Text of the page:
Monocopter design takes cues from maple seeds

What some helicopters do with two or more blades this one does with just one--and it's inspired by nature's spiraling maple seed.

The maple seed device seen next to actual samara seeds. Eric Schurr/A. James Clark School of Engineering, University of Maryland

Remember as a kid being entertained by how maple tree seeds (or samara fruit) would spin like helicopters as they fell around you in the fall? I do, and that's why I love this prototype rotorcraft by graduate students at the University of Maryland's A. James Clark School of Engineering.

It's a remote-controlled monocopter with a design based heavily on the aerodynamic and geometric properties of maple seeds. Researchers have tried for years to create an unmanned aerial vehicle that could mimic maple seeds' spiraling fall. The results out of Maryland are awesome.

As you can see in the video after the jump, the patent-pending device uses just one blade to take off, as well as a stabilizer to keep it steady. It looks weird, but it works. This is a great example of nature influencing science.

The students say they've created he world's smallest controllable single-winged rotorcraft, with the most minuscule having a maximum dimension of about 3.7 inches and a wing equal in size to a natural samara. Graduate student Evan Ulrich says he thinks the 'copter could be mass produced as a toy for less than $100, which even sounds high to us given that one of the parts experimented with is a vibrating motor from a pager.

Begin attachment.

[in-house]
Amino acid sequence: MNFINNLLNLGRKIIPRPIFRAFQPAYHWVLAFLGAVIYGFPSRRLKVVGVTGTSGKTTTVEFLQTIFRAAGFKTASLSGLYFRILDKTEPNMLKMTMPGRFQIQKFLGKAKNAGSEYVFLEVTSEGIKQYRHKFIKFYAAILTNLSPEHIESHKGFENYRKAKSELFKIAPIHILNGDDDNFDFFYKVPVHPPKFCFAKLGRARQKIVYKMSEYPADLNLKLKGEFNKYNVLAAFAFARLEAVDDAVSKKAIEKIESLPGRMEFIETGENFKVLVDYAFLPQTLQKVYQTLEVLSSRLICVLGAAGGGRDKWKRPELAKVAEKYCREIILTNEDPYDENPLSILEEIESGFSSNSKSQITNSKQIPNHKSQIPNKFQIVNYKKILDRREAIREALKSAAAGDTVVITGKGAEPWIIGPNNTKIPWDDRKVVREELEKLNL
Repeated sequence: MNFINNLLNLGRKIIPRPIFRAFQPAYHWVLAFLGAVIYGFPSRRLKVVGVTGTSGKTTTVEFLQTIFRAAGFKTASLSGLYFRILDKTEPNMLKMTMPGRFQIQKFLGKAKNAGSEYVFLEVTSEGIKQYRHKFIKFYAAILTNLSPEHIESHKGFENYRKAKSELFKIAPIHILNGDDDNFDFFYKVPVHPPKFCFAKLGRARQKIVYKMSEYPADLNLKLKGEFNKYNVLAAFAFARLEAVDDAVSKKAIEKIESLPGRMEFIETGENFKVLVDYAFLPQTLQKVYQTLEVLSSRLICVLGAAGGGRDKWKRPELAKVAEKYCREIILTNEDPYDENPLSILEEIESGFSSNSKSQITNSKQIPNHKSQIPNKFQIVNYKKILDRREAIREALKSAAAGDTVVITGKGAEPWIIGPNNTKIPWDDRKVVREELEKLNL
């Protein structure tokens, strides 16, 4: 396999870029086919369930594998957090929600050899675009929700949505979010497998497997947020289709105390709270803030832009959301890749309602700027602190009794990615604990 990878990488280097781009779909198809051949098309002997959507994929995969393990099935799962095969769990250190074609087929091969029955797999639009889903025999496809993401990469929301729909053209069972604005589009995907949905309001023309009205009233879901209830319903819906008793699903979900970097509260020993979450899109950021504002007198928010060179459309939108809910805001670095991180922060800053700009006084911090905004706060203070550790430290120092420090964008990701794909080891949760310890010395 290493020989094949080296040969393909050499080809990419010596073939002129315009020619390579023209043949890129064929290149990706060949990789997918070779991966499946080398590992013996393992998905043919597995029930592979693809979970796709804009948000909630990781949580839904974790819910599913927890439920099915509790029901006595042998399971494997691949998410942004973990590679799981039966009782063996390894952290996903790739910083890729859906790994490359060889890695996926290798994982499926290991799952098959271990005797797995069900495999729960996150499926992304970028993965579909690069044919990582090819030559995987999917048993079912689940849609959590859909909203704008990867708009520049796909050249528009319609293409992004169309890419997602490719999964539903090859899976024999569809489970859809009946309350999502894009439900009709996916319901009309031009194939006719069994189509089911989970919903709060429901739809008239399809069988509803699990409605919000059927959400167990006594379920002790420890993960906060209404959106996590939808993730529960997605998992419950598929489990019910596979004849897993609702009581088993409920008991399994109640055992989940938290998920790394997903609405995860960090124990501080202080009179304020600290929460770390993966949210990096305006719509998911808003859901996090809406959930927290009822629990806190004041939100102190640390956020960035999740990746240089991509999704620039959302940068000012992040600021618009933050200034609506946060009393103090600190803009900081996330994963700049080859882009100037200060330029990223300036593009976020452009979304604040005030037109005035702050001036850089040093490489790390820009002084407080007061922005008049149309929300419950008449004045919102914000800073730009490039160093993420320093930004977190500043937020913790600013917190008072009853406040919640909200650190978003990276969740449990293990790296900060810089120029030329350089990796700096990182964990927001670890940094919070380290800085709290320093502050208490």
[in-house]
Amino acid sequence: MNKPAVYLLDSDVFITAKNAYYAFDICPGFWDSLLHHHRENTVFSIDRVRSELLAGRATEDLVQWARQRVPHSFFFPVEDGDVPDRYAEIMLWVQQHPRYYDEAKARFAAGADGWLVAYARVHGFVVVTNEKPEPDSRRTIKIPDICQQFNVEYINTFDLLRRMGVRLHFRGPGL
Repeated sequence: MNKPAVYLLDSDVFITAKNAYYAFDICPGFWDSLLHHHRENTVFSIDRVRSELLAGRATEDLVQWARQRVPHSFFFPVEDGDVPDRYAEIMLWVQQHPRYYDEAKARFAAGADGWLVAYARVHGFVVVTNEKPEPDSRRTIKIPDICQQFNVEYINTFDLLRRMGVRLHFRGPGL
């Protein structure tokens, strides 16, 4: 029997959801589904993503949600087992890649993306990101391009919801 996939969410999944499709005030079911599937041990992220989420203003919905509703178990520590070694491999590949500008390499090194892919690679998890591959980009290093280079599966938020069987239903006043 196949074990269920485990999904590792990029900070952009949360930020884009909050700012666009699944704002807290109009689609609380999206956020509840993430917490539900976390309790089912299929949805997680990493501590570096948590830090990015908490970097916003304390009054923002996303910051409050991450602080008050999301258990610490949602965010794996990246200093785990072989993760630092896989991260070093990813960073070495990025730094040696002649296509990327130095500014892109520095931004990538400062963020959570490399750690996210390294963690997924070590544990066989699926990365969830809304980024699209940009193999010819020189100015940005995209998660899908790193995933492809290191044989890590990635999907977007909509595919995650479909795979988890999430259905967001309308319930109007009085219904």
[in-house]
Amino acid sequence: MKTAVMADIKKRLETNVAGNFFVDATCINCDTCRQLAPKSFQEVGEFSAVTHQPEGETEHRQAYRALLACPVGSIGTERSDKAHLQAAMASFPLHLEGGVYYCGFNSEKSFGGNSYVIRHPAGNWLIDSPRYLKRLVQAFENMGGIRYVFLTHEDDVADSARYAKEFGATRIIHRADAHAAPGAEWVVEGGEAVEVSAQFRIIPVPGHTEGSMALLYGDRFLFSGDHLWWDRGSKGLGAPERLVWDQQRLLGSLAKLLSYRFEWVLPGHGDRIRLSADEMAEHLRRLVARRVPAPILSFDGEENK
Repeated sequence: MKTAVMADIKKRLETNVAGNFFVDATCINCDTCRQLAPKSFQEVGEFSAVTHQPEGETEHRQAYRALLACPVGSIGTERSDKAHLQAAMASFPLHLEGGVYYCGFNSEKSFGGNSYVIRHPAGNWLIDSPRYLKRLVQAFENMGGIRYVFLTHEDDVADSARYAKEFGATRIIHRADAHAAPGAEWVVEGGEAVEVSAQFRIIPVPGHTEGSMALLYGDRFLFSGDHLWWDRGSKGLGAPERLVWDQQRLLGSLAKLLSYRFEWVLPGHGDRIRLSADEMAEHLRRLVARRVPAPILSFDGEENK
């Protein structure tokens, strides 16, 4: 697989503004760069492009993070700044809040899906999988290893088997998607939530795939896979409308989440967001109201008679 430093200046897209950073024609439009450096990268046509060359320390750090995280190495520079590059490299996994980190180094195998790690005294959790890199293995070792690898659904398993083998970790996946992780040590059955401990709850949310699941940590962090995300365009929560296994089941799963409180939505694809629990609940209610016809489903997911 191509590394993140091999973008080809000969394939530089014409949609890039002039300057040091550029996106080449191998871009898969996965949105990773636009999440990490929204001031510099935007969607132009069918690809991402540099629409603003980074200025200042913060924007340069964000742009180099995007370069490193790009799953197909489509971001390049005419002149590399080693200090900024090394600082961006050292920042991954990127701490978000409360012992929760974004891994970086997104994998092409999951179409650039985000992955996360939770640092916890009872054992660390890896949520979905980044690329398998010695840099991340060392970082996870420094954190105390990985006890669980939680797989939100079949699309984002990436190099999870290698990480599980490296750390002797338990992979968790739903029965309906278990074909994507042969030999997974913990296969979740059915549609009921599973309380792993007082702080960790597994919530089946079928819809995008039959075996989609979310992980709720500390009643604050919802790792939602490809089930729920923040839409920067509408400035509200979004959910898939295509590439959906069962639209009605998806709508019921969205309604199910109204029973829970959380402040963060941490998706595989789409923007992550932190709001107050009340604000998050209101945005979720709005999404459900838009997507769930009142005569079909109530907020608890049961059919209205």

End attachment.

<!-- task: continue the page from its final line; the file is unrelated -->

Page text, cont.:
There could also be military or rescue applications: a flyer fitted with a small camera could easily be sent across an area looking for survivors--or targets.

But no matter what the flyer ends up being used for, one thing is sure: I want one badly.

About the author

    With more than 15 years experience testing hardware (and being obsessed with it), Crave freelance writer Matt Hickey can tell the good gadgets from the great. He also has a keen eye for future technology trends. Matt has blogged for publications including TechCrunch, CrunchGear, and most recently, Gizmodo. Matt is a member of the CNET Blog Network and is not an employee of CBS Interactive. E-mail Matt.


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